It’s 9.30 pm and my husband is outside, in the dark - a bright beam from his hand-held torch shining in front of him. Neighbours probably wonder what this man is doing at around the same time, every night. ‘Is his wife nervous and needs assuring that there are no criminals or strange animals out in the yard?’
No. He’s looking for cane toads.
Before we left Victoria to come and live on the south east coast of Queensland, we knew about the dreaded cane toad and how it was wreaking havoc with our wild life; killing much of anything that tried to eat it and eating things that were needed by our native species. We read about its poison gland and saw pictures of it in all its ugliness.
We read about how colonies of this awful pest were marching forever westwards, and reports were telling that it had reached the magnificent and precious Kakadu National Park.*
We had visited Kakadu a few years earlier. We had clambered up the steep escarpments and admired and swooned over the views and the bird life.
The thought that cane toads could be infiltrating this beautiful part if Australia was almost too hard to bear.
We decided that, when we became Queenslanders, we would join what we imagined would be hundreds of Queenslanders joined in their efforts to eradicate this awful menace.
After settling into our Gold Coast home, we brought up the subject of the cane toad, only to be met with strange looks and a sort of ‘who cares?’ attitude.
‘There aren’t many around here’, said some.
‘You occasionally see a squashed one on the road, but that’s about all’.
Why would there be cane toad bodies, squashed on the road, if there weren’t many around?
They must come out at night was the answer.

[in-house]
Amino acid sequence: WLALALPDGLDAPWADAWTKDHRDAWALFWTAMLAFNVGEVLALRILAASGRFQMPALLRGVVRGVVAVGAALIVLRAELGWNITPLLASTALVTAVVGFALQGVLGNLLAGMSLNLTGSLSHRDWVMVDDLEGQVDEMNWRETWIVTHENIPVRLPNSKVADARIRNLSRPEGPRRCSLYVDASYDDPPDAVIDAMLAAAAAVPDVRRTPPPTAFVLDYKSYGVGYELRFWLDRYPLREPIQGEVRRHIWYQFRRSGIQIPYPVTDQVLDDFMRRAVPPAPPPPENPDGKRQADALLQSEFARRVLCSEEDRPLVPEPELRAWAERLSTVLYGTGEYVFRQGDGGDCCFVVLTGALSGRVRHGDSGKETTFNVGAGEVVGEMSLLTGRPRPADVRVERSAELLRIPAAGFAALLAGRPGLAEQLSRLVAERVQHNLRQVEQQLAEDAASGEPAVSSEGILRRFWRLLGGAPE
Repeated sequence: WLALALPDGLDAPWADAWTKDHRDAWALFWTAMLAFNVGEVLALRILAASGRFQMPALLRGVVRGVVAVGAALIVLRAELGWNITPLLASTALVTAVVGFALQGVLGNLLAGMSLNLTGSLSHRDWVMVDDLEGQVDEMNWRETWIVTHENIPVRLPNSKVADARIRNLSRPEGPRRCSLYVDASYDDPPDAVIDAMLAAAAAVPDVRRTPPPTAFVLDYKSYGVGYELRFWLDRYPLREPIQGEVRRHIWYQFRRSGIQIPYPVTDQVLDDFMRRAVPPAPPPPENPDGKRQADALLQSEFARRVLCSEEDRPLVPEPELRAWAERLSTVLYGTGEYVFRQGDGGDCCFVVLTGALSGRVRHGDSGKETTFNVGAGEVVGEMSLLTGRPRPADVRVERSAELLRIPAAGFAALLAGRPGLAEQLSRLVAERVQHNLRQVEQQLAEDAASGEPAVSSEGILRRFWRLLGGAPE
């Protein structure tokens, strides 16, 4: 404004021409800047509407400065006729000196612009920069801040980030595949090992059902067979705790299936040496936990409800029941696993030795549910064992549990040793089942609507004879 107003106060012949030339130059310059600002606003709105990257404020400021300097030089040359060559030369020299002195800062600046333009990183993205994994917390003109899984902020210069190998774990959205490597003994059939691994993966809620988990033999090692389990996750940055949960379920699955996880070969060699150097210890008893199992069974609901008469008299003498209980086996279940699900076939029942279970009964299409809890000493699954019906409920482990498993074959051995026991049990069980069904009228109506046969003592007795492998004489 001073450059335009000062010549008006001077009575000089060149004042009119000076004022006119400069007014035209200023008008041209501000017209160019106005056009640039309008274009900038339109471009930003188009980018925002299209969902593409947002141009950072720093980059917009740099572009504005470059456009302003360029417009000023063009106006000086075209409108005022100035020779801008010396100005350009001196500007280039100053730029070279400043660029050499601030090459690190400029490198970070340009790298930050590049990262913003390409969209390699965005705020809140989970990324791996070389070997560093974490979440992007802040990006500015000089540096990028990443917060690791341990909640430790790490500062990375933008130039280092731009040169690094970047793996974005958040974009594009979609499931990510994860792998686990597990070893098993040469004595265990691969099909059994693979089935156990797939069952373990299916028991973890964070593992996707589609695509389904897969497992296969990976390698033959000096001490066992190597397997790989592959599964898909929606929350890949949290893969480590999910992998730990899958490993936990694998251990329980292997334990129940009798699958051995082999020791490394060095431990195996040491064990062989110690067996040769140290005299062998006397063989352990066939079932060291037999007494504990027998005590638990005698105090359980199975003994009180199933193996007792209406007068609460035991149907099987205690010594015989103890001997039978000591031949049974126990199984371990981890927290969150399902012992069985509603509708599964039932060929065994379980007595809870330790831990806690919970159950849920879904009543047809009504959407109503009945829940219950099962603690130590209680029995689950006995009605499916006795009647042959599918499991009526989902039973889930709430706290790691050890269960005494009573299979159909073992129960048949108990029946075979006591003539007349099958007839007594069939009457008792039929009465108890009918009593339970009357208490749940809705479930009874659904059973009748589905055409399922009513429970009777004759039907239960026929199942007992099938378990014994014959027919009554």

‘Do you ever look outside, after dark?’ I asked.
‘Nah, there aren’t any here.’
So, that’s when my husband started his nightly rambles by torchlight.
The result? Cane toads – big ones, small ones, middle-sized ones – cane toads in our suburban Gold Coast yard.
As he finds them, he gathers them up (carefully) into plastic bags,
Then, what does he do with them? You may well ask.
The plastic bags containing toads go into the fridge, where the toads go into a sort of hibernating sleep.
Once they are well asleep (usually the next day) they are transferred to the freezer, where the tranquil sleep turns into something more than a doze - and they slip into a painless death.
And, then what?
Well, when the human food in the freezer seems to be in danger of being crowded out by frozen cane toads it’s time to deliver the frozen catch.
There’s a not-for profit organisation called, “Watergum” – where a dedicated group of volunteers “help the community engage in real, on-ground work to restore, maintain& protect the natural environment”.….There’s lots they do
And one of their tasks is…
“The Cane Toad Challenge - a revolutionary new method of cane toad control that uses the toad’s own toxins against them. Lures made from toxic cane toad glands tempt tadpoles into traps that can catch upwards of 4000 in one go”.
So, that's where we take them.
Thank you, Watergum !
At least we have found one group of Queenslanders doing their bit to help rid us of the cane toad.
BUT….My question to other Queenslanders - and Northern Territorians is:
Why isn’t EVERYONE out and about EVERY night trying to rid us of this bloody toad?
There’s only so much one old bloke and a torch can do!
*……….Biodiversity in Kakadu National Park has been "decimated" by cane toads in recent years, with some species disappearing from sight altogether, according to one of the NT's leading toad experts. (ABC Feb, 2019)
I choose to comment on social issues and write creatively on a variety of subjects - for a variety of audiences.